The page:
WASHINGTON – Nearly half of likely U.S. voters think congressional lame-duck sessions are a waste of time, according to a poll released Thursday.
The Rasmussen Reports survey found that 47 percent of the respondents said they do not think Congress conducts important legislative business during lame-duck sessions, compared with 25 percent who said they do think Congress conducts important legislative business during lame-duck sessions. Meanwhile, 28 percent said they are not sure if Congress conducts important legislative business during lame-duck sessions.
The sampling included 1,000 likely voters and was carried out Nov. 26-27. The poll has a margin of error of plus or minus 3 percentage points.
The survey comes two weeks before the conclusion of the 115th Congress.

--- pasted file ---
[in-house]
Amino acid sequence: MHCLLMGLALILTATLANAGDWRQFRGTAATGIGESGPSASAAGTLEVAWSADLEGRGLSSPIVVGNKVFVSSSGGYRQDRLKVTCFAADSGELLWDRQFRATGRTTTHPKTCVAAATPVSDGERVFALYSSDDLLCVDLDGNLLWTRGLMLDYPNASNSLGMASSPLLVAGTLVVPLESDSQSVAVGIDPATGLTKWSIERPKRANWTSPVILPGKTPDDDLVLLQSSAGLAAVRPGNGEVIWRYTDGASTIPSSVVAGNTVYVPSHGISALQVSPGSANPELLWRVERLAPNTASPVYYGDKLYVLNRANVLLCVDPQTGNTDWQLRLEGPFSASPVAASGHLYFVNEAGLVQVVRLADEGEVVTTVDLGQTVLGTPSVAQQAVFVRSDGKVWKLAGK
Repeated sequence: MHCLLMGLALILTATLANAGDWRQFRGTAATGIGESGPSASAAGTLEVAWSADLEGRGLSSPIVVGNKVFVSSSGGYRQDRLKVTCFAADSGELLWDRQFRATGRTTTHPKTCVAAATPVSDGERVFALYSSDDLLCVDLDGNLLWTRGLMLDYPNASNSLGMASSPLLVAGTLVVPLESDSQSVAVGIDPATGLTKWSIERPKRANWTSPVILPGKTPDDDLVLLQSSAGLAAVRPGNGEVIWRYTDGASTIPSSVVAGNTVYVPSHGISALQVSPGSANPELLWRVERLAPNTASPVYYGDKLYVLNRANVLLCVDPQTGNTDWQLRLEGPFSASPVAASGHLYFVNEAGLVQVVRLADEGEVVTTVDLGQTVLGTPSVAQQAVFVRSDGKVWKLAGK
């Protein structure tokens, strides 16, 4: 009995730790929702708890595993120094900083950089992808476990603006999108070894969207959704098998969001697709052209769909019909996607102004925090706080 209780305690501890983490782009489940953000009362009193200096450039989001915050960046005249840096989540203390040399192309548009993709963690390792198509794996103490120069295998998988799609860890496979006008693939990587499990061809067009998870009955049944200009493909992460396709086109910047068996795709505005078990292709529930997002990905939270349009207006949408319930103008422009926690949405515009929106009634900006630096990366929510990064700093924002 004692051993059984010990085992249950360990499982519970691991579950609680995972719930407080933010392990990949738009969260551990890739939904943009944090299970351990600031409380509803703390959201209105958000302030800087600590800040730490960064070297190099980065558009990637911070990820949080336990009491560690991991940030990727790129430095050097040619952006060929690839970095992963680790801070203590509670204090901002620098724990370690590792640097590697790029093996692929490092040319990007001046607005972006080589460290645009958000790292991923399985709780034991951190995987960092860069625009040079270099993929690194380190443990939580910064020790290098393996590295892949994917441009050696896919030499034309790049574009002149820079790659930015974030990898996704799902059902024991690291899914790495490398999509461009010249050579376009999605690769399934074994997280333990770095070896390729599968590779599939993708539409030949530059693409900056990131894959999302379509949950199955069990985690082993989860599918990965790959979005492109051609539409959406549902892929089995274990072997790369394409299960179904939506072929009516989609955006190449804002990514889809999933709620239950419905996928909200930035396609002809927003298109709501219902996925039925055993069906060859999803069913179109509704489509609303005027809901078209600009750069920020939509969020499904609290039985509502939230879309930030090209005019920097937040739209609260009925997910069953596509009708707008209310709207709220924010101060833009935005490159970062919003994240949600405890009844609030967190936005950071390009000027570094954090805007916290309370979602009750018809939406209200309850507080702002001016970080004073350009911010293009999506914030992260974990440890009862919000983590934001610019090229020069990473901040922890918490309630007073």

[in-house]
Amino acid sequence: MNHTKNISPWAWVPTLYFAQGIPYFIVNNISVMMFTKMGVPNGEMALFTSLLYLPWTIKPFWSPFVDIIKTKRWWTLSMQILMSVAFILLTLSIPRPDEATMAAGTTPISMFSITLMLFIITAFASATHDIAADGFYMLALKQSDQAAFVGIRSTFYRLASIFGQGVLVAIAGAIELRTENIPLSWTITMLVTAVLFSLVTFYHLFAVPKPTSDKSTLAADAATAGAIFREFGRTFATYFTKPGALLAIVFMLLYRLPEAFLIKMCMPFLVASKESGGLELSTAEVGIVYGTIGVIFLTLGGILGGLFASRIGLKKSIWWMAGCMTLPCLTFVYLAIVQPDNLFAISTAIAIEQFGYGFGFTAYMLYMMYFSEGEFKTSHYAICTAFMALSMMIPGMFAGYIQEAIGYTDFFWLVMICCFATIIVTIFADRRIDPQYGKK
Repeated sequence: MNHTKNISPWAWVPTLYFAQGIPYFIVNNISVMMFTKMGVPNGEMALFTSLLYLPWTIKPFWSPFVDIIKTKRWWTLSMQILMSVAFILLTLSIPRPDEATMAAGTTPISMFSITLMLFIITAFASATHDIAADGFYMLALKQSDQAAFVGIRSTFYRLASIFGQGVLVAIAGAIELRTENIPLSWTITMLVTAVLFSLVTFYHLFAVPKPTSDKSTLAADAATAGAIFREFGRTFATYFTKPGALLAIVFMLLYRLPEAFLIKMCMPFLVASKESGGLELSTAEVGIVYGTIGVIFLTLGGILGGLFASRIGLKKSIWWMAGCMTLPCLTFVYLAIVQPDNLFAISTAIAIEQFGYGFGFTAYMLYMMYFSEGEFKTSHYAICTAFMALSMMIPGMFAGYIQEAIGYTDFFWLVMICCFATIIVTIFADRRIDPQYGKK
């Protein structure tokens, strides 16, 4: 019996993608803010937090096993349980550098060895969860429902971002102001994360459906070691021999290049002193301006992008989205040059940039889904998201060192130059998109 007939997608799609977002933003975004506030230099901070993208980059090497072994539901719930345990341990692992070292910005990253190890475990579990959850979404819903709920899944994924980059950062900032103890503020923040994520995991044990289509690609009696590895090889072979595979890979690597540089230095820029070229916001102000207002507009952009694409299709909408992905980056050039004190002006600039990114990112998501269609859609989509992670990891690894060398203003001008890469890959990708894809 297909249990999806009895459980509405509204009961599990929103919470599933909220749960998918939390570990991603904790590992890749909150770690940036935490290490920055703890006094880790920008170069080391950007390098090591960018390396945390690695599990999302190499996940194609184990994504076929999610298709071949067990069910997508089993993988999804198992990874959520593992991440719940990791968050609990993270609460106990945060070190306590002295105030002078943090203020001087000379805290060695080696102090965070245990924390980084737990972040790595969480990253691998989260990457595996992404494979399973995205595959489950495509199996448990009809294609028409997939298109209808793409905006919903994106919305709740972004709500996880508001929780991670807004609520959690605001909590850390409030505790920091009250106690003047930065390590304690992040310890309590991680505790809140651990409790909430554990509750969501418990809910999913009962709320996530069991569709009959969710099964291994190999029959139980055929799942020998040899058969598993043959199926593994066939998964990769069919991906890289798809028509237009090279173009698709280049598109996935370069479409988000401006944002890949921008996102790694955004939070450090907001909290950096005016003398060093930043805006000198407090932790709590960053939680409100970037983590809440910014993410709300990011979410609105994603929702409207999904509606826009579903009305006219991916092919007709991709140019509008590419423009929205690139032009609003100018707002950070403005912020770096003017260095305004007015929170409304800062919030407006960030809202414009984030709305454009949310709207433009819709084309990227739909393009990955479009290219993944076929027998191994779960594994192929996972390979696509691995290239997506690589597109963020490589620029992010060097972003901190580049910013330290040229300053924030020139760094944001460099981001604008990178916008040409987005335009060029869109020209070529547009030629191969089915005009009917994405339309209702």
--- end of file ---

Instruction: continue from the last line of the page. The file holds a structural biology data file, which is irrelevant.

During the midterm elections Democrats won control of the House of Representatives and Republicans increased their narrow majority in the Senate.
Lame-duck sessions occur every two years and mark the final term in office for lawmakers who were either defeated at the polls or are retiring.
Leadership elections are held during lame-duck sessions and newly-elected lawmakers come to the Capitol for orientation.
However, this lame-duck session is slightly more complicated because Congress is tasked with coming up with a plan to avert a partial government shutdown when funding for several key executive branch departments expires at the end of next week.
Both the House and Senate are scheduled leave town in mid-December.
The 116th Congress will convene on Jan. 3, 2019.